But, as another part of the metadata indicates, the recording is actually of Bates, Charlie, 1909- (speaker, male), and Wood, Bert, 1890- (speaker, male) talking about something completely different, and Ms Lander is nowhere else to be found.

Will Kemp Morris-danced from London to Norwich

But unfortunately he probably won’t figure in the results of the Singing Organ-Grinder’s historical explorations into English popular song.

Settling down to England, I’m being a good immigrant-monkey and polishing my repertoire of interesting and amusing popular music sung here over the centuries, in the hope of getting organ-grinding gigs with museums, galleries, political conspiracies and other prizers of the worthless, to add to the domestic circuit of weddings and divorces.

One great find yesterday was John Freeth (1731–1808), publican and poet, patriotic radical, aka John Free and, according to a review of his Political Songster in what had been Smollett’s Critical Review, “the Birmingham Pindar.” His “The Tripe-Eaters” looks very good, but until I or someone else spends 17 quid on the full transcription I’m going to devote some time to “Budget Day”:

Full twelve score millions of good pounds
JOHN BULL is said to owe;
But how or when ’tis to be paid,
Is what I wish to know.

A cent’ry past JOHN’s family
Was not a pin in debt;
How strange to think that still we find,
The ROGUE can credit get.

I think that Freeth’s longevity may have been down to his tempering his drinking and scribbling with walking, though the “Ballad-Singer’s Ramble to London” may not be autobiographical:

The First of April Sixty-three,
To London I went budging;
For know you, all of my Degree
Go on their Ten Toes trudging;
At Coventry I stop’d to see
If any Thing was wanting,
From Pocket Lodge, pull’d out my Fodge
And straitway fell to chanting.

And as I pass’d the Streets along,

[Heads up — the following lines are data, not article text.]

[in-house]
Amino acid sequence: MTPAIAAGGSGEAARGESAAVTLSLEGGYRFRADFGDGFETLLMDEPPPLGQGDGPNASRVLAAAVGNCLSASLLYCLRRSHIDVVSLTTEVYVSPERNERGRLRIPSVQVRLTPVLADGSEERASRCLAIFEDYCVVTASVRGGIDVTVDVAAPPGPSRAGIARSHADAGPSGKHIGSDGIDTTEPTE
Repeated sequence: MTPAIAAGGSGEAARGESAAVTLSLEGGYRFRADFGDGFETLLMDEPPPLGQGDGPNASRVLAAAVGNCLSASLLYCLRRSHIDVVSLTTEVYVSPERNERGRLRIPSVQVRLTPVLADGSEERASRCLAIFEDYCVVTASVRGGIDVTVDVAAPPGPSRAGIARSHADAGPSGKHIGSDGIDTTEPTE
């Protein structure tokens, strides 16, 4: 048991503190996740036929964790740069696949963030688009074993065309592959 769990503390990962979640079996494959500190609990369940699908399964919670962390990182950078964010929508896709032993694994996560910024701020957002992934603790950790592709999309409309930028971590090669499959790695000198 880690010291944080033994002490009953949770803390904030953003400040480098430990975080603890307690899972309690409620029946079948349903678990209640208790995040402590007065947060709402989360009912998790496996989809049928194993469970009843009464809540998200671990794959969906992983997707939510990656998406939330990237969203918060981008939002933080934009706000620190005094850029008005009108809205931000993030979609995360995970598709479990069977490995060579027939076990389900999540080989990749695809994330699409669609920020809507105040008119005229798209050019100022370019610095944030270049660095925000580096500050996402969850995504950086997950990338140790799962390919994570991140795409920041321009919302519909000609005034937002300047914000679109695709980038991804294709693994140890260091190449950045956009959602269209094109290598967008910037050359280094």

The People round me gazing,
Some cry’d out, ’tis nobly sung,
And worthy of our praising;
In troth my Boy, I presently
Pick’d up a Double Grunter 1,
To the Ale-house then, away I ran,
And spent it with a Bunter. 2

Enjoyable in its way, though not on a par with Chatwin’s Songlines or Nine Daies Wonder: Performed in a Daunce from London to Norwich by Will Kemp, far more than Shakespeare’s clown, which I read a couple of months ago and then forgot:

The first mundaye in Lent, 3 the close morning promising a cleere day, (attended on by Thomas Slye my Taberer, William Bee my seruant, and George Sprat, appointed for my ouerseer, that I should take no other ease but my prescribed order) my selfe, thats I, otherwise called Caualiero Kemp, head-master of Morrice-dauncers, high Head-borough of heighs, and onely tricker of your Trill-lilles and best bel-shangles betweene Sion and mount Surrey, began frolickly to foote it from the right honorable the Lord Mayors of London towards the right worshipfull (and truely bountifull) Master Mayors of Norwich.

My setting forward was somewhat before seauen in the morning; my Taberer stroke up merrily; and as fast as kinde peoples thronging together would giue mee leaue, thorow London I leapt. By the way many good olde people, and diuers others of yonger yeers, of meere kindnes gaue me bowd sixepences and grotes, blessing me with their harty prayers and God-speedes.

Being past White-chappell, and hauing left faire London with all that North-east Suburb before named, multitudes of Londoners left not me: but eyther to keepe a custome which many holde, that Mile-end is no walke without a recreatiō at Stratford Bow with Creame and Cakes, or else for loue they beare toward me, or perhappes to make themselues merry if I should chance (as many thought) to giue over my Morrice within a Mile of Mile-end; how euer, many a thousand brought me to Bow; where I rested a while from dancing, but had small rest with those that would haue vrg’d me to drinking. But, I warrant you, Will Kemp was wise enough: to their ful cups, kinde thanks was my returne, with Gentlemanlike protestations, as “Truely, sir, I dare not,” “It stands not with the congruity of my health.” Congruitie, said I? how came that strange language in my mouth? I thinke scarcely that it is any Christen worde, and yet it may be a good worde for ought I knowe, though I neuer made it, nor doe verye well understand it; yet I am sure I have bought it at the word-mongers at as deare a rate as I could haue had a whole 100 of Bauines at the wood-mongers. Farwell, Congruitie, for I meane now to be more concise, and stand upon eeuener bases; but I must neither stand nor sit, the Tabrer strikes alarum. Tickle it, good Tom, Ile follow thee. Farwell, Bowe; haue ouer the bridge, where I heard say honest Conscience was once drownd: its pittye if it were so; but thats no matter belonging to our Morrice, lets now along to Stratford Langton.